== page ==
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Study: Positive Teacher-Student Relationships Might Be More Effective Than Counseling, Anti-Bullying Programs 

Study Indicates Positive Teacher-Student Relationships Might be More Effective Than Counseling, Anti-Bullying Programs 

If there was any question about how important the role of a teacher in a child’s life is, a new study has substantiated this further with some new evidence.

Members of the Violence Research Centre at Cambridge's Institute of Criminology and colleagues from both ETH Zurich and the University of Toronto arrived at the conclusion that positive relationships with teachers for middle school aged students is likely to reduce aggressive behavior for four years through analysis of nearly a decade’s worth of data.

The researchers analyzed "data from eight 'waves' of a major longitudinal study of culturally-diverse Swiss youth being schooled across Zurich. The latest study involved 1,067 students randomly sampled across 56 of the city's schools,” said the University of Cambridge in a release.

"Researchers found that students with a more positive relationship with their teacher displayed towards peers, on average, 18% more prosocial [behavior] (and 10% more up to two years later), and up to 38% less aggressive [behavior] (and 9% less up to four years later), over students who felt ambivalent or negative toward their teacher,” the release said.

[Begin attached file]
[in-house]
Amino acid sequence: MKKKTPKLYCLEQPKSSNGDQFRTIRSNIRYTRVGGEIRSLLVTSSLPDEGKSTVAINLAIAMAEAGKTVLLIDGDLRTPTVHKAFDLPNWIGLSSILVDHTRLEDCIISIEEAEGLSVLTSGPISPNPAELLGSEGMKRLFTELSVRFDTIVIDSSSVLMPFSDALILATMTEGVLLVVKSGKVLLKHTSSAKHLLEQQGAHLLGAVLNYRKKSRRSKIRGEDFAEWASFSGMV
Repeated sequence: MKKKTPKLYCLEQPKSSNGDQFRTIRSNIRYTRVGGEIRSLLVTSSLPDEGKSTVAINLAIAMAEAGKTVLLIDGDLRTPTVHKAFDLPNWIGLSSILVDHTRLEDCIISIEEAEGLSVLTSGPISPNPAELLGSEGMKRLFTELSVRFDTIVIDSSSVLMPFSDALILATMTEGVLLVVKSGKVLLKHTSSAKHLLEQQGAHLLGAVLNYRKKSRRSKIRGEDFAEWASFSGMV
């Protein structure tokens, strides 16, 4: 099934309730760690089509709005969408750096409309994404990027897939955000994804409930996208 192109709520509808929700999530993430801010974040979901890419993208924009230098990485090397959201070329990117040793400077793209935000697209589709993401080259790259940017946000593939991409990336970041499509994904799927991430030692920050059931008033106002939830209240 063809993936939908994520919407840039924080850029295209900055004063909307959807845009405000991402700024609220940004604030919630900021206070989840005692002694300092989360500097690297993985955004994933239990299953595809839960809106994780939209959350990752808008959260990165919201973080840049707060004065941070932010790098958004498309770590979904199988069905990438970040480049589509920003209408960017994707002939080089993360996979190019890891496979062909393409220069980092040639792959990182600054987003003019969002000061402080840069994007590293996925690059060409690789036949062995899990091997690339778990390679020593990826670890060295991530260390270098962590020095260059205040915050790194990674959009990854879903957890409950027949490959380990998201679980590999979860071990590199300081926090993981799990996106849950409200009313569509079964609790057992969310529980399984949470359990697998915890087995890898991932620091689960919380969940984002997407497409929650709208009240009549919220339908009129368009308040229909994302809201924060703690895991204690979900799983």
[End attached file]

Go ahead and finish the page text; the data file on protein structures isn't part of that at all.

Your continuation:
The researchers believe the evidence is so strong that it might even indicate that teacher relationships are more important in intervening with defiant behavior than intervention programs like counseling or “other anti-bullying therapies.”

"Researchers say the latest results suggest that developing similar [programs] for those who teach students in early adolescence has the potential to promote better classroom [behavior] in schools that may otherwise rely more on exclusionary [practices]- such as detentions, or being sent out of class - to manage student [behavior].”

Going forward, the researchers support teacher training programs focusing on how teachers can best build positive student relationships. 

"Ideally, building healthy and supportive teacher-student relationships would become part of the curriculum in teacher training and intervention programmes as a way of improving adolescent well-being," said the study's lead author, Dr Ingrid Obsuth.

To read more about the latest research read here.

Nicole Gorman, Senior Education World Contributor


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